31. 31. PROCEDURES RESULTS <ul><li>Conflict Tatics Scale (CTS) – an 18 item self- report measure that has been often used in research. </li></ul><ul><li>Multiple Affect Adjective Checklist (MAACL-R)-Revised- is a 132 item self report measure of trait and state anxiety, depression, and hostility. </li></ul><ul><li>Million Multiaxial clinical Inventory (MCMI-II) is a 175 item true false inventory developed to access personality disorder and 9 clinical syndrome sales. </li></ul><ul><li>Results of this study lend empirical support to the hypothesis that men and women in abusive relationships would evidence lower levels of object relations than men and women in non-abusive relationships. </li></ul>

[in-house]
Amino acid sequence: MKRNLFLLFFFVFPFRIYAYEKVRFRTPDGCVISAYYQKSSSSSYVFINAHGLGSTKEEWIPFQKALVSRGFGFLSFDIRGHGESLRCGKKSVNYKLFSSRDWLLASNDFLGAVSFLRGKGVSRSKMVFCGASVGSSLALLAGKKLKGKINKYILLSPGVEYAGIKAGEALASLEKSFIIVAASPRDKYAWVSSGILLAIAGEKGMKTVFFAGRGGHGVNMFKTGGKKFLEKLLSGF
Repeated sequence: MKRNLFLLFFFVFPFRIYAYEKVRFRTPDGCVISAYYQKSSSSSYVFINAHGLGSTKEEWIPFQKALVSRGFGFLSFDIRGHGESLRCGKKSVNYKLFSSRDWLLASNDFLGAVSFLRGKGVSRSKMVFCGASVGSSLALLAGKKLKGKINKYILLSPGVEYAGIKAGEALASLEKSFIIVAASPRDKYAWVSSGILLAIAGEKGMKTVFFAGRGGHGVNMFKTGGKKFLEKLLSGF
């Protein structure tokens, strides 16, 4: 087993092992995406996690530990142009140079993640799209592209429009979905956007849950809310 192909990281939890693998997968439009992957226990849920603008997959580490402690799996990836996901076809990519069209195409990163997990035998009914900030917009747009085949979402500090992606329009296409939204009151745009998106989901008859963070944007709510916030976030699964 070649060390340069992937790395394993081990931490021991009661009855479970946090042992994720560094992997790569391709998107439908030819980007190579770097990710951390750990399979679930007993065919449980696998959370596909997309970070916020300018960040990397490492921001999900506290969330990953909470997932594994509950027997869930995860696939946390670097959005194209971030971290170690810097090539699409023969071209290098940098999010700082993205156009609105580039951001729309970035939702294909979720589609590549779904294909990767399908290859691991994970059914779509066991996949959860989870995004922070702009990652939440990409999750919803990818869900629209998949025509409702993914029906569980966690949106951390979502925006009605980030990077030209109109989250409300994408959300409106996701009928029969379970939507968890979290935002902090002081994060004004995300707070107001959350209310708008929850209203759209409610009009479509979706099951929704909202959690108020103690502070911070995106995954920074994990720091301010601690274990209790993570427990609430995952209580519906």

32. 32. REFERENCES <ul><li>Barker, R. (1999). The social work dictionary (4th ed.). Washington, DC: NASW Press. </li></ul><ul><li>  </li></ul><ul><li>Boyle, S.W., Hull, G.H., Mather, J.H., Smith, L.L. & Farley, O.W. (2009). Direct practice </li></ul><ul><li>     in social work (2nd ed.). Boston, MA: Allyn and Bacon. </li></ul><ul><li>  </li></ul><ul><li>Hutchison, E. (2011). Dimensions of human behavior: Person and environment </li></ul><ul><li>     (4th ed.). Thousand Oaks, CA: Pine Forge Press. </li></ul><ul><li>  </li></ul><ul><li>Klee, T. (2007). Object relations. Dr. Klee’s Eight Stages. Retrieved from: </li></ul><ul><li> </li></ul><ul><li>  </li></ul><ul><li>Solomon, H. (1991).Archetypal psychology and object relations theory: History </li></ul><ul><li>     and communalities. Journal of Analytical Psychology,  36(3), 307-329. </li></ul><ul><li>     Retrieved from EBSCOhost.   </li></ul><ul><li>  </li></ul><ul><li>Walsh, J. (2010). Theories for direct social work practice (2nd ed.). Belmont, CA: </li></ul><ul><li>     Brooks/Cole.   </li></ul><ul><li>  </li></ul>